Turbinicarpus Lophophoroides Origin: Mexico, San Louis de Potosì, situated between the counties of Ciudad del Maiz on the north, and Cerritos-Villa Juarez on the west and Rio Verde on the south, at an altitude between 800 and 1150 m above sea level.
Ecology and habitat: It is found in several populations varying from a few individuals up to several thousands of specimens in sparse grassland with herbs, or very open woodland and open land with several opuntias, the plants grow not hidden in crevices on sloping terrains, but are located on deep, salty plains with mostly gypsum soil, that are seasonally flooded with great concentration of salts and pH that can in some areas exceed 9. Plant retract heavily into the ground during the dry season, so much that they can disappear until the following rains don’t bring them to their original dimension and make them reappear on the surface. The type of environment where this taxon lives, allows insects to visit many flowers, since the plants are not hidden in crevices on sloping terrains and the flowers are very visible, so the essential mechanisms used by the other Turbinicarpus sensu stricto species are not necessary. Also, the T. lophophoroides populations, are, if left undisturbed, relatively prolific, in fact they are not linked to a particularly impervious and hostile environment (from the water availability point of view), like that of the majority of the other turbinicarpi, in fact T. lophophoroides is found in numerous populations located on deep and horizontal ground.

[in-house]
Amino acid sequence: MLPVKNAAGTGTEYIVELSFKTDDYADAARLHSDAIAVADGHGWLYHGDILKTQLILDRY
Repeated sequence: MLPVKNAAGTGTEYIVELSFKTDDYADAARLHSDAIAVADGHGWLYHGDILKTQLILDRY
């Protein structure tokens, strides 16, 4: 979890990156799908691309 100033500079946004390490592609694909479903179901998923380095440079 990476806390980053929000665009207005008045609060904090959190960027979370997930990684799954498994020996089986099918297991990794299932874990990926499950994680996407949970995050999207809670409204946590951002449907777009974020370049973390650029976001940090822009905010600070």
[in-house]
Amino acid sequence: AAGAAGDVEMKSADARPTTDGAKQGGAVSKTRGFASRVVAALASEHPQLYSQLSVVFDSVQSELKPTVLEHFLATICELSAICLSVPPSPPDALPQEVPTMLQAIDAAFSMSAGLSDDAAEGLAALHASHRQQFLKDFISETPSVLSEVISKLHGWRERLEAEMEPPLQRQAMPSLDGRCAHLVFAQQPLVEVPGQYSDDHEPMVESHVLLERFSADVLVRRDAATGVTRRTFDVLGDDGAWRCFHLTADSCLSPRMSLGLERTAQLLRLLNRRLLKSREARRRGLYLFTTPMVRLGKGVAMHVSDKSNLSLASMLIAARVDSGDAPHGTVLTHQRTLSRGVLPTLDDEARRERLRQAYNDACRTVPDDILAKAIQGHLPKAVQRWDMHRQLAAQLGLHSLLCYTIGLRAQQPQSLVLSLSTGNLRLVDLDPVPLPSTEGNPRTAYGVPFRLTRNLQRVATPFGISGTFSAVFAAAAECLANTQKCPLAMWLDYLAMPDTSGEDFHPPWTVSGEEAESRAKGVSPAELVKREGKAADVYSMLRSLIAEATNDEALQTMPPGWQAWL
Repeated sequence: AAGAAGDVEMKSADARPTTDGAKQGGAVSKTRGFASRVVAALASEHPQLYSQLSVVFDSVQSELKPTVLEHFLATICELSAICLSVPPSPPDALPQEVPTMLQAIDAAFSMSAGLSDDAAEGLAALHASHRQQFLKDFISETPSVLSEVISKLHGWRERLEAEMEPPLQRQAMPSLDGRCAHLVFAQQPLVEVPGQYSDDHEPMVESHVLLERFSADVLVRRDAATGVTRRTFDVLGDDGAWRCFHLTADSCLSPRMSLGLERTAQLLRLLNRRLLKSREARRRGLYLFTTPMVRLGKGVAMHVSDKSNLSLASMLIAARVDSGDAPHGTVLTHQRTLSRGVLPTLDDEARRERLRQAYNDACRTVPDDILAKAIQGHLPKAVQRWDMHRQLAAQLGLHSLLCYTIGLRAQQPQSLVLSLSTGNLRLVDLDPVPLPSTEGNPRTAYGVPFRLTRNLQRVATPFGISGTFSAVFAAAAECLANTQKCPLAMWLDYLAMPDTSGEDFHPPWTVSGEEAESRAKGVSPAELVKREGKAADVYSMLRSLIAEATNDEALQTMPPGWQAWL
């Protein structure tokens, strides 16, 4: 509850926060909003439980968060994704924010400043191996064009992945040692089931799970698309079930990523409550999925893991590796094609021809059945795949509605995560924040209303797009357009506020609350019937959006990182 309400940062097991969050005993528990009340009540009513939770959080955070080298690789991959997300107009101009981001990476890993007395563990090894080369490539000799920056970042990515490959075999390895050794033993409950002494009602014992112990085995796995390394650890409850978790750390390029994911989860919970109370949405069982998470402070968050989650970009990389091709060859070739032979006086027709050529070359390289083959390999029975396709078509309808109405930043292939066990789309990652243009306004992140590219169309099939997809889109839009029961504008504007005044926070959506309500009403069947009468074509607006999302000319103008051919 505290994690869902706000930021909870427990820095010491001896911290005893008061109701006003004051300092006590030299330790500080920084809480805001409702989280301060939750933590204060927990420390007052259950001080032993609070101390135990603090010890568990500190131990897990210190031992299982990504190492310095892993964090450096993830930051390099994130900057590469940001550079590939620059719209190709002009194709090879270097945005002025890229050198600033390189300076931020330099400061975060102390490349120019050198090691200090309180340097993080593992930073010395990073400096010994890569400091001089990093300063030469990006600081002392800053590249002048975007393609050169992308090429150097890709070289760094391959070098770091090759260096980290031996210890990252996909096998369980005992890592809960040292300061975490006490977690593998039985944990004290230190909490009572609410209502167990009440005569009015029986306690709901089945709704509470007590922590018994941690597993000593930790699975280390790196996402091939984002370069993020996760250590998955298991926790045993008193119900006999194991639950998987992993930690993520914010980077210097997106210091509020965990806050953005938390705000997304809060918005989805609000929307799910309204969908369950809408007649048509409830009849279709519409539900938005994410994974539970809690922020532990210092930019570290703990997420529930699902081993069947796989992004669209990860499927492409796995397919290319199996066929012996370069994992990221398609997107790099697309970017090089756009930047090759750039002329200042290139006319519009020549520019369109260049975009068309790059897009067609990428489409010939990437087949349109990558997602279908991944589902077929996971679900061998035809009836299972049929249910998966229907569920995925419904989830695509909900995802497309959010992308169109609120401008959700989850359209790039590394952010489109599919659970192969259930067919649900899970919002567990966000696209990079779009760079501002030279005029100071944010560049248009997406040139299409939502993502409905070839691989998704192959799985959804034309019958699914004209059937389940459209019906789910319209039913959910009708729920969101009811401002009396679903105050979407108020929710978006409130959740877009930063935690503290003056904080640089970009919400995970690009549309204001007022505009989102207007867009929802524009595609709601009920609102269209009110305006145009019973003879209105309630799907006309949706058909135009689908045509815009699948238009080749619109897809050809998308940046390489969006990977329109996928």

Description: Dwarfed usually solitary, flattened globose cactus (but sometimes clusters with age) This turbinicarpus, one of the first discovered, almost a century ago, has remained little known for a long time, due to the difficulty, for a long period, to find it in the wild. It specific name remember us that it resembles the genus Lophophora.